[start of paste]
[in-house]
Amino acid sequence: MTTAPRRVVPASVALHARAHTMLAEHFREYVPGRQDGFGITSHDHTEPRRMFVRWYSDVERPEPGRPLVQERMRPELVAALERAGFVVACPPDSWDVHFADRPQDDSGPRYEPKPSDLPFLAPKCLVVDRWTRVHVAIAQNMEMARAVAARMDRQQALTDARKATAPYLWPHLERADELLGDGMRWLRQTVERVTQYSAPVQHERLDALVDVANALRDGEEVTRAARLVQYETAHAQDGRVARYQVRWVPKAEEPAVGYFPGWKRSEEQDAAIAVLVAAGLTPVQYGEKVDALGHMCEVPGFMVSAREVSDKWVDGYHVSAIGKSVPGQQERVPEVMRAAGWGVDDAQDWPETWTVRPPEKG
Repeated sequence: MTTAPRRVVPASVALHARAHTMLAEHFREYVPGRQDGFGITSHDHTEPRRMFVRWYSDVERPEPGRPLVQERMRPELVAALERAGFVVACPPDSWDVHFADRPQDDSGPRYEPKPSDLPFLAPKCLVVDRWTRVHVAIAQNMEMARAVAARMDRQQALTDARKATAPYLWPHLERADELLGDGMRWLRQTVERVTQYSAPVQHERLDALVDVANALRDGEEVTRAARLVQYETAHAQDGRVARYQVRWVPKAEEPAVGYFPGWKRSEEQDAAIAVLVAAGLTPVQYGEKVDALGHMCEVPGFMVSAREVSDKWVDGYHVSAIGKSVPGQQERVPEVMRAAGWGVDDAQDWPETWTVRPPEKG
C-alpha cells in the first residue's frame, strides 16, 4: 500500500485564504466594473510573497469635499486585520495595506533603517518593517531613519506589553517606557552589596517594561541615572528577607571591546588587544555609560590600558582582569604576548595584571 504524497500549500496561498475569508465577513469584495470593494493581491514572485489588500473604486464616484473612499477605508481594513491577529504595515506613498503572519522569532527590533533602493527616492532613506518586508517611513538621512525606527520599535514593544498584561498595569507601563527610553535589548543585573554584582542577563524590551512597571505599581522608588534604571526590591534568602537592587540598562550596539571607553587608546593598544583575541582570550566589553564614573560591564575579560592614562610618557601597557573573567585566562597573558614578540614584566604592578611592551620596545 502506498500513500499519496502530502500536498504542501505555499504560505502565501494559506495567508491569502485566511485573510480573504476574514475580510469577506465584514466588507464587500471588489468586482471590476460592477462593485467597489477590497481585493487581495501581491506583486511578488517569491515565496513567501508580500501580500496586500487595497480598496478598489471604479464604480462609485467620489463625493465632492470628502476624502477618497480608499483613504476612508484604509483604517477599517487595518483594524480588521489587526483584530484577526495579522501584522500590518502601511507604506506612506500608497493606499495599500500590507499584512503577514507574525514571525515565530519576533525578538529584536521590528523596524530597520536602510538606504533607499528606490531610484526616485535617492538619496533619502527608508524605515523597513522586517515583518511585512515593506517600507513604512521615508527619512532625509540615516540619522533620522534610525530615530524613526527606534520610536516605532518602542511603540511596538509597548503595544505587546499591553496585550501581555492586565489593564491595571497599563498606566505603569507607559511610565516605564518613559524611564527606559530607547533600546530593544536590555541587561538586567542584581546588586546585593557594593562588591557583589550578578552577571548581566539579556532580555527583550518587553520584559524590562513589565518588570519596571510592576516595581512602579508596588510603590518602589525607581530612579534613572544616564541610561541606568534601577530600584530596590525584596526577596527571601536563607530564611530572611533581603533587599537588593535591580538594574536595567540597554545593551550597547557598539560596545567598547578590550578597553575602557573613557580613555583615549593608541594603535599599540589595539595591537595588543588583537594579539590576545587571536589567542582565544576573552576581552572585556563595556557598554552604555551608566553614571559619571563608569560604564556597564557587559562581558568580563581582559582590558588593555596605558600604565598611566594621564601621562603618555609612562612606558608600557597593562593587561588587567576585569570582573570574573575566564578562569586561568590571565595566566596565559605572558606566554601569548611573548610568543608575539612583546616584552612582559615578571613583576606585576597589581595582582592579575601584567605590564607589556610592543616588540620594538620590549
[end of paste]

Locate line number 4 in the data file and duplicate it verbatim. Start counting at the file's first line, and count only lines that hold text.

C-alpha cells in the first residue's frame, strides 16, 4: 500500500485564504466594473510573497469635499486585520495595506533603517518593517531613519506589553517606557552589596517594561541615572528577607571591546588587544555609560590600558582582569604576548595584571 504524497500549500496561498475569508465577513469584495470593494493581491514572485489588500473604486464616484473612499477605508481594513491577529504595515506613498503572519522569532527590533533602493527616492532613506518586508517611513538621512525606527520599535514593544498584561498595569507601563527610553535589548543585573554584582542577563524590551512597571505599581522608588534604571526590591534568602537592587540598562550596539571607553587608546593598544583575541582570550566589553564614573560591564575579560592614562610618557601597557573573567585566562597573558614578540614584566604592578611592551620596545 502506498500513500499519496502530502500536498504542501505555499504560505502565501494559506495567508491569502485566511485573510480573504476574514475580510469577506465584514466588507464587500471588489468586482471590476460592477462593485467597489477590497481585493487581495501581491506583486511578488517569491515565496513567501508580500501580500496586500487595497480598496478598489471604479464604480462609485467620489463625493465632492470628502476624502477618497480608499483613504476612508484604509483604517477599517487595518483594524480588521489587526483584530484577526495579522501584522500590518502601511507604506506612506500608497493606499495599500500590507499584512503577514507574525514571525515565530519576533525578538529584536521590528523596524530597520536602510538606504533607499528606490531610484526616485535617492538619496533619502527608508524605515523597513522586517515583518511585512515593506517600507513604512521615508527619512532625509540615516540619522533620522534610525530615530524613526527606534520610536516605532518602542511603540511596538509597548503595544505587546499591553496585550501581555492586565489593564491595571497599563498606566505603569507607559511610565516605564518613559524611564527606559530607547533600546530593544536590555541587561538586567542584581546588586546585593557594593562588591557583589550578578552577571548581566539579556532580555527583550518587553520584559524590562513589565518588570519596571510592576516595581512602579508596588510603590518602589525607581530612579534613572544616564541610561541606568534601577530600584530596590525584596526577596527571601536563607530564611530572611533581603533587599537588593535591580538594574536595567540597554545593551550597547557598539560596545567598547578590550578597553575602557573613557580613555583615549593608541594603535599599540589595539595591537595588543588583537594579539590576545587571536589567542582565544576573552576581552572585556563595556557598554552604555551608566553614571559619571563608569560604564556597564557587559562581558568580563581582559582590558588593555596605558600604565598611566594621564601621562603618555609612562612606558608600557597593562593587561588587567576585569570582573570574573575566564578562569586561568590571565595566566596565559605572558606566554601569548611573548610568543608575539612583546616584552612582559615578571613583576606585576597589581595582582592579575601584567605590564607589556610592543616588540620594538620590549